+<div class="para"><p>The <tt>:offset</tt> option lets you specify the starting offset for fetching objects via an association. For example, if you set <tt>:offset &#8658; 11</tt>, it will skip the first 11 records.</p></div>
<h5 id="_tt_order_tt_2"><tt>:order</tt></h5>
<div class="para"><p>The <tt>:order</tt> option dictates the order in which associated objects will be received (in the syntax used by a SQL <tt>ORDER BY</tt> clause).</p></div>
<div class="listingblock">
@@ -2409,7 +2412,7 @@ <h5 id="_tt_limit_tt_2"><tt>:limit</tt></h5>
<span style="font-weight: bold"><span style="color: #0000FF">end</span></span>
</tt></pre></div></div>
<h5 id="_tt_offset_tt_2"><tt>:offset</tt></h5>
-<div class="para"><p>The <tt>:offset</tt> option lets you specify the starting offset for fetching objects via an association. For example, if you set <tt>:offset &#8658; 11</tt>, it will skip the first 10 records.</p></div>
+<div class="para"><p>The <tt>:offset</tt> option lets you specify the starting offset for fetching objects via an association. For example, if you set <tt>:offset &#8658; 11</tt>, it will skip the first 11 records.</p></div>
<h5 id="_tt_order_tt_3"><tt>:order</tt></h5>
<div class="para"><p>The <tt>:order</tt> option dictates the order in which associated objects will be received (in the syntax used by a SQL <tt>ORDER BY</tt> clause).</p></div>
<div class="listingblock">
View
5 railties/doc/guides/html/authors.html
@@ -231,6 +231,11 @@ <h2 id="site_title_tagline">Sustainable productivity for web-application develop
<div class="para"><p>Tore Darell is an independent developer based in Menton, France who specialises in cruft-free web applications using Ruby, Rails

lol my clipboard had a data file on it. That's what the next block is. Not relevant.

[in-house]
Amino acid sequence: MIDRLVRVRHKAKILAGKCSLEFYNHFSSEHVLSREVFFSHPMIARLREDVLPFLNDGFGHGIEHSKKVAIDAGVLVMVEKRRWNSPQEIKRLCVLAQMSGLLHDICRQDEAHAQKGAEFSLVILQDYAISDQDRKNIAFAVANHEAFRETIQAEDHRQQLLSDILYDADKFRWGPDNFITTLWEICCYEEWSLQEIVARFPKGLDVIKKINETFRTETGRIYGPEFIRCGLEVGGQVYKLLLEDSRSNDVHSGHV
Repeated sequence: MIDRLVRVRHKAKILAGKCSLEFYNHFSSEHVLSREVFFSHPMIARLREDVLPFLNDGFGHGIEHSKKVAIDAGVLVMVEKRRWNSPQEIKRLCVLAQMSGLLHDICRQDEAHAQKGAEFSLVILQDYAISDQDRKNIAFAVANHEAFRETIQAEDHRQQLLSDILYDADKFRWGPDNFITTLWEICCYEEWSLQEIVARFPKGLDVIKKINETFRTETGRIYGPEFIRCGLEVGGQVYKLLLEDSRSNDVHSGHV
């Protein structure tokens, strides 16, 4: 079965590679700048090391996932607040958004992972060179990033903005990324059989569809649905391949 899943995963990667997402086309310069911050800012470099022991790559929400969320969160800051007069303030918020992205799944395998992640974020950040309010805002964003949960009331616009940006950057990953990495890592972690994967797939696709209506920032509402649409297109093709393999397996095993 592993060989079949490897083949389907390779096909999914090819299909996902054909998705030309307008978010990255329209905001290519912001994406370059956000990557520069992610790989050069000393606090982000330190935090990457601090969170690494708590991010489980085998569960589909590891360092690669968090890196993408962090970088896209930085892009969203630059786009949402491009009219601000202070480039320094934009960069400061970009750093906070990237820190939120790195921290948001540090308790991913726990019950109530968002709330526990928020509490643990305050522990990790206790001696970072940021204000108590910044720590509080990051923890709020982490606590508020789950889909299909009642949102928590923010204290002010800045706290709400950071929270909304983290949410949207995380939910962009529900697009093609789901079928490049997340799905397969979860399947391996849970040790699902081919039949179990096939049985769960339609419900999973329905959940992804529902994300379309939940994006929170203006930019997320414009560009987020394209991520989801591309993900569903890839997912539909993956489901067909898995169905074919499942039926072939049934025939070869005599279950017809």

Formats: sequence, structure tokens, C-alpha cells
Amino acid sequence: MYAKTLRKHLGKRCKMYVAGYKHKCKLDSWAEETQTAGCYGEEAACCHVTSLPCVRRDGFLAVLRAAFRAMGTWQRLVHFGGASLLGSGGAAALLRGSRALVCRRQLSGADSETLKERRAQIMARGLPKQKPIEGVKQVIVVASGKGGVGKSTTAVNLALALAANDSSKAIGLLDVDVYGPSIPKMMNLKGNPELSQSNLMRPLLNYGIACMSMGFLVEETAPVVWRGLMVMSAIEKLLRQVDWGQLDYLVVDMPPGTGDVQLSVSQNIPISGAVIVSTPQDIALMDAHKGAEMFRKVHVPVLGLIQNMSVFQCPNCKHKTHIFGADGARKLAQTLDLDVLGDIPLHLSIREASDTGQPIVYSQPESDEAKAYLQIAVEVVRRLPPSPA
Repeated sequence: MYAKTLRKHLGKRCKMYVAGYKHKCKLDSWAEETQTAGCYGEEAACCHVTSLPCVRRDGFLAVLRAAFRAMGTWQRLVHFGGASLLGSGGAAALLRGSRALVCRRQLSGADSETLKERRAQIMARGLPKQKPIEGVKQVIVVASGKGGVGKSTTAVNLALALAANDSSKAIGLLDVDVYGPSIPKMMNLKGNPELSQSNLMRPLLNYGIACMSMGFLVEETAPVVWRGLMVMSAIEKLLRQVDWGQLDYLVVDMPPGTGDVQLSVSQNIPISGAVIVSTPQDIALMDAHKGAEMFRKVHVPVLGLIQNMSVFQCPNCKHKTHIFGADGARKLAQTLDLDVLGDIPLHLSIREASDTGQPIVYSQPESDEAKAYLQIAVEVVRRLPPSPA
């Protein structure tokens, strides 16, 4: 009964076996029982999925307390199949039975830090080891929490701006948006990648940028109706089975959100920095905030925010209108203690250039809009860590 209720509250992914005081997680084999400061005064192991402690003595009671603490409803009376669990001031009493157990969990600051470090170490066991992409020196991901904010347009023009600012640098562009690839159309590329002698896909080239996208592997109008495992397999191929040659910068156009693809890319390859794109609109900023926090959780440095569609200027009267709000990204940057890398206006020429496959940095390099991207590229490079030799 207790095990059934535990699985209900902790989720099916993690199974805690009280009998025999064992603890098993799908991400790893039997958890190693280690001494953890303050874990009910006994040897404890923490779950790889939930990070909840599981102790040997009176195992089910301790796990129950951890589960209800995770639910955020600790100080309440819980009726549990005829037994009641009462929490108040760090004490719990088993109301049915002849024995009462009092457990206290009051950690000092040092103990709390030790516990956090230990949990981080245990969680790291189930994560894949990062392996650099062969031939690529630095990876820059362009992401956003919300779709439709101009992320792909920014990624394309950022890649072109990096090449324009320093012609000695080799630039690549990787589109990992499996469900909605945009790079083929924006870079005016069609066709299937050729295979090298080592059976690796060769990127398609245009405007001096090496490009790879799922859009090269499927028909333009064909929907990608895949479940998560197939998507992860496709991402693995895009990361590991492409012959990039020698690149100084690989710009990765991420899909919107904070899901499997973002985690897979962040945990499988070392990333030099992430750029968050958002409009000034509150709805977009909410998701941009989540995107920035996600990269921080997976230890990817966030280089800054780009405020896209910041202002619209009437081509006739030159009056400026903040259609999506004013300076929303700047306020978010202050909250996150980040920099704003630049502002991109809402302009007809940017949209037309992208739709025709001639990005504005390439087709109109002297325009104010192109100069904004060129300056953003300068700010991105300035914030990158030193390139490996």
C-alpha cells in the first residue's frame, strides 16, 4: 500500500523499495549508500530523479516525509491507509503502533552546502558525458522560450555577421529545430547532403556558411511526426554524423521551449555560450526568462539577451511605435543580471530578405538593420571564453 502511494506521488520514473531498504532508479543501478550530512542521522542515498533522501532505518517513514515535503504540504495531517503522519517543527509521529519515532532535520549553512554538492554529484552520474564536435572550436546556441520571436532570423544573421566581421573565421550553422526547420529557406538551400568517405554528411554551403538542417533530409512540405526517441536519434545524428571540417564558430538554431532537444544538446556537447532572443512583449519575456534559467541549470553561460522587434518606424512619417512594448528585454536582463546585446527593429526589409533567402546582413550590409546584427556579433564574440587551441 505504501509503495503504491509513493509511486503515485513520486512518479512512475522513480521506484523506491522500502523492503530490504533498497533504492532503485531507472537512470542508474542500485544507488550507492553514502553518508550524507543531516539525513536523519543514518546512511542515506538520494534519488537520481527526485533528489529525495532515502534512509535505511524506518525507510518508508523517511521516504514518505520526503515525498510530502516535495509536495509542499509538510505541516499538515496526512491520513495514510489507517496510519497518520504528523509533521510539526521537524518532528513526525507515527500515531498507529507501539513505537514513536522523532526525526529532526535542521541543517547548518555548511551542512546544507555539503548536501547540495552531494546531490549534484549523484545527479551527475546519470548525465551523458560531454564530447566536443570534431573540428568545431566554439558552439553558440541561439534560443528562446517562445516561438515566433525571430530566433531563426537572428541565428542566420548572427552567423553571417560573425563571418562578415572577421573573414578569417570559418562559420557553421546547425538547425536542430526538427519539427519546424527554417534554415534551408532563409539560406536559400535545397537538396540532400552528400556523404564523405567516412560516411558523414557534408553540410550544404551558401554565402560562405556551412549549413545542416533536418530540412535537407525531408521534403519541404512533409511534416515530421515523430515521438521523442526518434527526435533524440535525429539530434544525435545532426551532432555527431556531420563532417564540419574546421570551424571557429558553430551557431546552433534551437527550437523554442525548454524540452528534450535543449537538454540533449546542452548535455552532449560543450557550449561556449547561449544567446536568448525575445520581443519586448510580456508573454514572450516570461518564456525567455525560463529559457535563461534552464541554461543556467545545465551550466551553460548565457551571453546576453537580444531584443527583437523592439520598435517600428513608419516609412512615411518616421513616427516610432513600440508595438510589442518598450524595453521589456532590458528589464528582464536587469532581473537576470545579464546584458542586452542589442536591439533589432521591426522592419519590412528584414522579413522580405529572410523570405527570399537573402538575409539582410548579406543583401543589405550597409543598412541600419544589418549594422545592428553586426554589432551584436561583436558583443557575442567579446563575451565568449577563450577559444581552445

and unobtrusive JavaScript. His home on the internet is his blog <a href="http://tore.darell.no/">Sneaky Abstractions</a>.</p></div>
</div></div>
+<div class="sidebarblock" id="zilkey">
+<div class="sidebar-content">
+<div class="sidebar-title">Jeff Dean</div>
+<div class="para"><p>Jeff Dean is a software engineer with <a href="http://pivotallabs.com/">Pivotal Labs</a>.</p></div>
+</div></div>
</div>
</div>
View
124 railties/doc/guides/html/caching_with_rails.html
@@ -217,6 +217,9 @@ <h2 id="site_title_tagline">Sustainable productivity for web-application develop
</ul>
</li>
<li>
+ <a href="#_conditional_get_support">Conditional GET support</a>
+ </li>
+ <li>
<a href="#_advanced_caching">Advanced Caching</a>
</li>
</ol>
@@ -235,8 +238,8 @@ <h2 id="_basic_caching">1. Basic Caching</h2>
<div class="sectionbody">
<div class="para"><p>This is an introduction to the three types of caching techniques that Rails
provides by default without the use of any third party plugins.</p></div>
-<div class="para"><p>To get started make sure config.action_controller.perform_caching is set
-to true for your environment. This flag is normally set in the
+<div class="para"><p>To get started make sure <tt>config.action_controller.perform_caching</tt> is set
+to <tt>true</tt> for your environment. This flag is normally set in the
corresponding config/environments/*.rb and caching is disabled by default
there for development and test, and enabled for production.</p></div>
<div class="listingblock">
@@ -270,19 +273,19 @@ <h3 id="_page_caching">1.1. Page Caching</h3>
<span style="font-weight: bold"><span style="color: #0000FF">end</span></span>
</tt></pre></div></div>
<div class="para"><p>The first time anyone requests products/index, Rails will generate a file
-called index.html and the webserver will then look for that file before it
+called <tt>index.html</tt> and the webserver will then look for that file before it
passes the next request for products/index to your Rails application.</p></div>
<div class="para"><p>By default, the page cache directory is set to Rails.public_path (which is
-usually set to RAILS_ROOT + "/public") and this can be configured by
-changing the configuration setting ActionController::Base.page_cache_directory. Changing the
-default from /public helps avoid naming conflicts, since you may want to
-put other static html in /public, but changing this will require web
-server reconfiguration to let the web server know where to serve the
-cached files from.</p></div>
-<div class="para"><p>The Page Caching mechanism will automatically add a .html exxtension to
+usually set to <tt>RAILS_ROOT + "/public"</tt>) and this can be configured by
+changing the configuration setting <tt>config.action_controller.page_cache_directory</tt>.